There are no more flights to Tenerife tonight. There are no available flights tomorrow. Instead, he offers a flight to Barcelona. I can sleep in a hotel there and then fly to Tenerife tomorrow.
He prints out some boarding passes and then casually says, you might have to get off the plane at Bilbao. Bilbao? Turns out, I now have to fly to Barcelona, then Bilbao, then to Tenerife.
I call my new co-workers and inform them of my delay. My amazing new school co-workers had planned to pick me up and take me out to dinner and host me at their house for one night. So much for that. I spend the next 18 hours in a daze. I arrive Barcelona around midnight. Norwegian Air gives me a voucher for a taxi and hotel. I drag myself to the hotel. Its a NH 5 star hotel. A nice surprise.
The room is a bit smokey despite being a smoke-free hotel. The kitchen is closed because I arrive so late into the night. I order a giant breakfast to be served at 5 am. About 3.5 hours of sleep later, I wake up to room service with a cart full of food. Eat. Taxi. Flight
I call Chase Sapphire Reserve and Norwegian Air. I find out that “medical emergency landings” are not covered. If the flight had been delayed by weather, I could have received up to 600 euros in compensation with the EU laws. However, this was caused by another passenger, so the airlines do not have to compensate.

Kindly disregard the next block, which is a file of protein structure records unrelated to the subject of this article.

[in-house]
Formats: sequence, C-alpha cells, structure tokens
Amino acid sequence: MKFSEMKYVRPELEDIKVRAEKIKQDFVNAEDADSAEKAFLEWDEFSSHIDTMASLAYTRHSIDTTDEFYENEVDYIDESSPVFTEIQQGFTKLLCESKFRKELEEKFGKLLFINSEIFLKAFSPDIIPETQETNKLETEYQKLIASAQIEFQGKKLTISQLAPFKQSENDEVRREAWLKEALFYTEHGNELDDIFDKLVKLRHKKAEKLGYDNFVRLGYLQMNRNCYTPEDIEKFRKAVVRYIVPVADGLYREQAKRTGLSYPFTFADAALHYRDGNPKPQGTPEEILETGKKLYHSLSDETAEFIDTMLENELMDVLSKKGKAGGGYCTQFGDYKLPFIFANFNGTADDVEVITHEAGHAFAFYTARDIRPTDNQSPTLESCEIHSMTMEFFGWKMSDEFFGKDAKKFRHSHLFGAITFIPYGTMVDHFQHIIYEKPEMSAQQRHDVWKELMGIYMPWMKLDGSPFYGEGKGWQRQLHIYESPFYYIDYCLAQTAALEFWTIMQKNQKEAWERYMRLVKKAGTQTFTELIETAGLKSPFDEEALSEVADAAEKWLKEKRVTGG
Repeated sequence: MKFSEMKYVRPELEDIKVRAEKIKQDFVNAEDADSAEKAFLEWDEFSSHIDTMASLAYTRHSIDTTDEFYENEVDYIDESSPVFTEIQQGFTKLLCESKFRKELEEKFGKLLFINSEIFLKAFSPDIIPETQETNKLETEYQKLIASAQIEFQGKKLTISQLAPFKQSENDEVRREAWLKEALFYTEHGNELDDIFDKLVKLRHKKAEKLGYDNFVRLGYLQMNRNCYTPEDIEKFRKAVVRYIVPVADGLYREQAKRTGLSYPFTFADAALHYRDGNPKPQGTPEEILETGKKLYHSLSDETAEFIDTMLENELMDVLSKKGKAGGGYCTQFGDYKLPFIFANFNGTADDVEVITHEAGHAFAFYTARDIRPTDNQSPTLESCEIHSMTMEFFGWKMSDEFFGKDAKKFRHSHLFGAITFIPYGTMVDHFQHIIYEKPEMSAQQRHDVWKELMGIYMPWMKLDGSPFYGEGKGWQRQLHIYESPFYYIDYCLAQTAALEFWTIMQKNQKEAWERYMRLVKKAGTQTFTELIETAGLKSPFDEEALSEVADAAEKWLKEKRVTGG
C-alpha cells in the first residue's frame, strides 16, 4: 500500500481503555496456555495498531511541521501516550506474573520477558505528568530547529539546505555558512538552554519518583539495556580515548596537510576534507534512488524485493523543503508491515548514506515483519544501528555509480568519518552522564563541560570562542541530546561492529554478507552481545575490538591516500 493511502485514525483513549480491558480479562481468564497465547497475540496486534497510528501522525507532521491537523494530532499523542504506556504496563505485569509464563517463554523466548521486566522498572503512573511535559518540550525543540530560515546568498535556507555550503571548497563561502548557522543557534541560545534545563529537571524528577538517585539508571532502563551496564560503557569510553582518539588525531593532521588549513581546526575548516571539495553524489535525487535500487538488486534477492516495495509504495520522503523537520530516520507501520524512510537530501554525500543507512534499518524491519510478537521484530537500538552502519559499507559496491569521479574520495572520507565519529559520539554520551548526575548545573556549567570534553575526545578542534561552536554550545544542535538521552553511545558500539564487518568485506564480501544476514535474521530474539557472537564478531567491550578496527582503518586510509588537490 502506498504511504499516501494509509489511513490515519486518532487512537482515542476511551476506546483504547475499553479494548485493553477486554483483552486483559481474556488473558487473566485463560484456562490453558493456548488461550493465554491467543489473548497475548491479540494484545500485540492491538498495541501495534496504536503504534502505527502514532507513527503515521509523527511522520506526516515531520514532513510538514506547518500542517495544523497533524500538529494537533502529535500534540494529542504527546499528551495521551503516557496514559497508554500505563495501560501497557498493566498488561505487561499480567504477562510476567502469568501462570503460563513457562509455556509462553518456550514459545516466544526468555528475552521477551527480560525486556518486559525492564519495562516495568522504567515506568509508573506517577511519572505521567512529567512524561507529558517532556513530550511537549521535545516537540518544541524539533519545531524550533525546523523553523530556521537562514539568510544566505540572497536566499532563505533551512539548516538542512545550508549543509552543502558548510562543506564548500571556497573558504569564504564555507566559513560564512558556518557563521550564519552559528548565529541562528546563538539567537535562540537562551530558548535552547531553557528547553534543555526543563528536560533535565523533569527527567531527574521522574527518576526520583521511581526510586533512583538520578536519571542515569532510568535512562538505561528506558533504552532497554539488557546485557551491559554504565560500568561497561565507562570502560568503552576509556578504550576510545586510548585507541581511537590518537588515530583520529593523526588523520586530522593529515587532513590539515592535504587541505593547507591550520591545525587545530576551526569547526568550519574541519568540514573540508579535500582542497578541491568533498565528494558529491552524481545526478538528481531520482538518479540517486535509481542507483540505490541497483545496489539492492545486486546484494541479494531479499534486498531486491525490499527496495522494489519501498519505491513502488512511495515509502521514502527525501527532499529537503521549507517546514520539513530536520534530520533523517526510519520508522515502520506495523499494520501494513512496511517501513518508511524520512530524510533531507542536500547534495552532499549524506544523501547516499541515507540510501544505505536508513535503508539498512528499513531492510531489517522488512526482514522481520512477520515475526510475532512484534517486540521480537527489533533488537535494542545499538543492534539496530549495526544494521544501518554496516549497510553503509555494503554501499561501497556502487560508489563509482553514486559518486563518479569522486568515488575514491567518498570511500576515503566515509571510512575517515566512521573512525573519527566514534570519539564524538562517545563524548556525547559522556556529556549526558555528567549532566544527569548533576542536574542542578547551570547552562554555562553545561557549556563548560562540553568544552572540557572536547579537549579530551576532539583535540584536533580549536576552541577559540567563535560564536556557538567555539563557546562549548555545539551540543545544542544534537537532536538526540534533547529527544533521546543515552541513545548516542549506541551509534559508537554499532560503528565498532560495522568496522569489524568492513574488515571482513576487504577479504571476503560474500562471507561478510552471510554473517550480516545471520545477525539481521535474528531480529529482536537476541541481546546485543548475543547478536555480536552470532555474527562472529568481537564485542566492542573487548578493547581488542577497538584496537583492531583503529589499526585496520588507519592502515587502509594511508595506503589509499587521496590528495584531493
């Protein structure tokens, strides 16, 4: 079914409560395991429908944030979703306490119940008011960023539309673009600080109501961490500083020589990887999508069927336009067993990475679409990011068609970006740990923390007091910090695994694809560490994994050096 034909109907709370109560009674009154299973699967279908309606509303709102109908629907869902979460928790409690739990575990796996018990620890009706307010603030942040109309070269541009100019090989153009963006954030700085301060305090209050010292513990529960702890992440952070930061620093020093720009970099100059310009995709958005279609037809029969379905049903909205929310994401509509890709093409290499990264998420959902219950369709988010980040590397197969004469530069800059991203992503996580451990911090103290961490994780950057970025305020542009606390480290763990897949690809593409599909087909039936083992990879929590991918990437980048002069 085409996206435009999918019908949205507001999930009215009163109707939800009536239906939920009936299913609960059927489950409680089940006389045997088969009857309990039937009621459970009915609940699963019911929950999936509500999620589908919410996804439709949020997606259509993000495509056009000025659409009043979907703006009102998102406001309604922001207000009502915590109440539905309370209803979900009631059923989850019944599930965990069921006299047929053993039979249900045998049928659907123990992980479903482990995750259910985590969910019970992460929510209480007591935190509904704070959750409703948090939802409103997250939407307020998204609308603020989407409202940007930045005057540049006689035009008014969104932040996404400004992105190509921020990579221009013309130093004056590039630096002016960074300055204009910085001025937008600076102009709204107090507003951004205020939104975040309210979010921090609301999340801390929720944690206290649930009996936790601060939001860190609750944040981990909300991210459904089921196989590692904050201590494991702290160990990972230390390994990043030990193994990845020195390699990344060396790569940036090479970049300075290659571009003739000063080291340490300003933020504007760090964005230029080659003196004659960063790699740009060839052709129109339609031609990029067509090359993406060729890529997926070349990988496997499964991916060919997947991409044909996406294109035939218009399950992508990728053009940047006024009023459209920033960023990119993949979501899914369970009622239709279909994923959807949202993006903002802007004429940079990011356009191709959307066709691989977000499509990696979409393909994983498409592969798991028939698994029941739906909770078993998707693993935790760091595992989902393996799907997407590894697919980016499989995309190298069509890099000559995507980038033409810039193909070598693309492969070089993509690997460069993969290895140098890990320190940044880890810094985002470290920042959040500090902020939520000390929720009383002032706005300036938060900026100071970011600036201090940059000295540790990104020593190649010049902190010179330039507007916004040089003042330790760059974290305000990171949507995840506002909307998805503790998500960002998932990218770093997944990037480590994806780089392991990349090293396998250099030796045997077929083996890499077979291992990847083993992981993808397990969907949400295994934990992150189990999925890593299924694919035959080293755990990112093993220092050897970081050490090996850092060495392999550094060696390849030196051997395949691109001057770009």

My credit card insurance only refunds and credits pre-paid expenses. So I don’t get any charity there either. I feel a small twinge of anger from the delay. But then again, I don’t have anywhere to be.
What qualifies for a compensation? Let’s say you missed your connection.
Here are the types of delays that do NOT qualify for compensation:
ATC or strike by crew
Other than that, you can get 250 euros to 600 euros depending on the flight.
Priority Pass Lounge
Back to my misery. In the early morning, I fly from Barcelona to Bilbao. My layover is 2 hours. The airport is small and without any shops. I use my Priority Pass card to get into the VIP lounge. Its only 9 am, so I decide to skip the free booze. I must be getting old. I grab some perrier and fruit.
Wifi and all the snacks you can eat makes the two hours fly by. Finally, I am on my way to Tenerife. Three more hours.
The Canary Islands are part of Spain, but not like Spain. People here pay fewer taxes, have cheaper gas and cheap gas. The lifestyle is even more relaxed than the mainland. I wheel out my baggage and find a bus to Puerto De La Cruz pretty easily. For 13.55 euros, I take an hour bus ride to the city by the sea. Once there, I put on my duffel bag and wheel my two carry-on suitcases and laptop bag around the bus station. Sweat clings to my back. My face is dripping wet, and my sunglasses keep fogging up. I say forget it. I want to the taxi queue. Pension Silene Orotava hotel por favor. 4 men start speaking Spanish trying to figure out the directions.
5 minutes later, they all agree on the route and we hop in. Another 8 euros I’ve arrived at my final destination.
Total travel time…. 36 hours. Was it worth it? Have a look for yourself…